The Southern Poverty Law Center calls the Westboro Baptist Church (WBC) “arguably the most obnoxious and rabid hate group in America.”
They became notorious for their protests of military funerals and their message, “God Hates America.” An Internet Explorer search for “God Hates Fags” takes you directly to Westboro’s web page.
The WBC does more picketing than praying. While they are known for their hatred of homosexuals, they have also protested the Southern Baptist Convention, Comic-Con, Kansas City Chiefs football games, and Broadway musicals.
Even the Ku Klux Klan has denounced the WBC. Here are ten weird facts about the church so terrible that even the KKK wants nothing to do with them.
Top 1: The Ku Klux Klan Detests The WBC
As mentioned in the beginning, the Westboro Baptist Church even disgusts the infamous Ku Klux Klan.
When the WBC protested Memorial Day observances at Arlington National Cemetery in 2011, the Knights of the Southern Cross, a branch of the KKK, assembled outside to protest.
Imperial Wizard Dennis LaBonte told CNN that his group came to support the troops. “It’s the soldier that fought and died and gave them the right to free speech,” he asserted.
Top 2: The Westboro Baptist Church Is Funded By Its Members And By Lawsuits
The WBC spends $200,000 to $300,000 per year on travel expenses for picketing. WBC members are required to donate 30 percent of their income to the church. Most of the members have productive jobs.
Many of them are lawyers, as previously mentioned. The WBC also makes money from litigation.
In the 1990s, they received $43,000 in legal fees from the city of Topeka due to the latter providing inadequate protection for the members during protests.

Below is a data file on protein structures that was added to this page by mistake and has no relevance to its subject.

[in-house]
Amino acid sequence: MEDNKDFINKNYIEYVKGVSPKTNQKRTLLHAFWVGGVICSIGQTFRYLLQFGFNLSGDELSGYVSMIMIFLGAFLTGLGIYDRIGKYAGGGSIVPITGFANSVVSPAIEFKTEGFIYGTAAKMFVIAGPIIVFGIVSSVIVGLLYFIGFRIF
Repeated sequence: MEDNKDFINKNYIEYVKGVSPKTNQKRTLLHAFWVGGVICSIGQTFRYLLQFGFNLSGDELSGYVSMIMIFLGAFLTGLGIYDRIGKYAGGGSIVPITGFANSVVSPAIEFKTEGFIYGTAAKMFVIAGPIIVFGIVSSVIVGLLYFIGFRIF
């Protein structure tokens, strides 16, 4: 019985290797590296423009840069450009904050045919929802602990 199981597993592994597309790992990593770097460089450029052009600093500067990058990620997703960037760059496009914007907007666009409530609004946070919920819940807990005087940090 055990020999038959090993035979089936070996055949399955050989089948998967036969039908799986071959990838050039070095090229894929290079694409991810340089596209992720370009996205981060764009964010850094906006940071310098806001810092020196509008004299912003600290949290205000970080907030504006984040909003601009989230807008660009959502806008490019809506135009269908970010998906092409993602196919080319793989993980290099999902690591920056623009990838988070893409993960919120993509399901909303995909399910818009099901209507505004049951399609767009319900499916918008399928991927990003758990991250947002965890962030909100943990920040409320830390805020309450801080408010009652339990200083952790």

In 1995, they received over $100,000 in legal action against Kansas’s Funeral Picketing Act, arguing that it violated their First Amendment rights.
Top 3: No Dating Allowed
Even though WBC teens attend public school, they socialize only with each other. Dating is not allowed at any age.
Lauren Drain, daughter of Steve Drain, was expelled from the WBC in 2008 at age 22 for communicating with a man online and over the phone.
In her memoir, Banished: Surviving My Years in the Westboro Baptist Church, she described her teen years.
Her family joined the church when she was 15, and she initially embraced the organization’s teachings.
She became an active picketer and a vocal member. Ultimately, however, she was forced to leave her family home. After she went, her father removed all pictures of her and disowned her.
He did not attend her wedding. Both Lauren and fellow defector Libby Phelps learned that the WBC could be cruel to former members.
They consider themselves “poster children for the evils of the world.” Church defectors have a hard time adjusting to normal life after the strict regime of the WBC.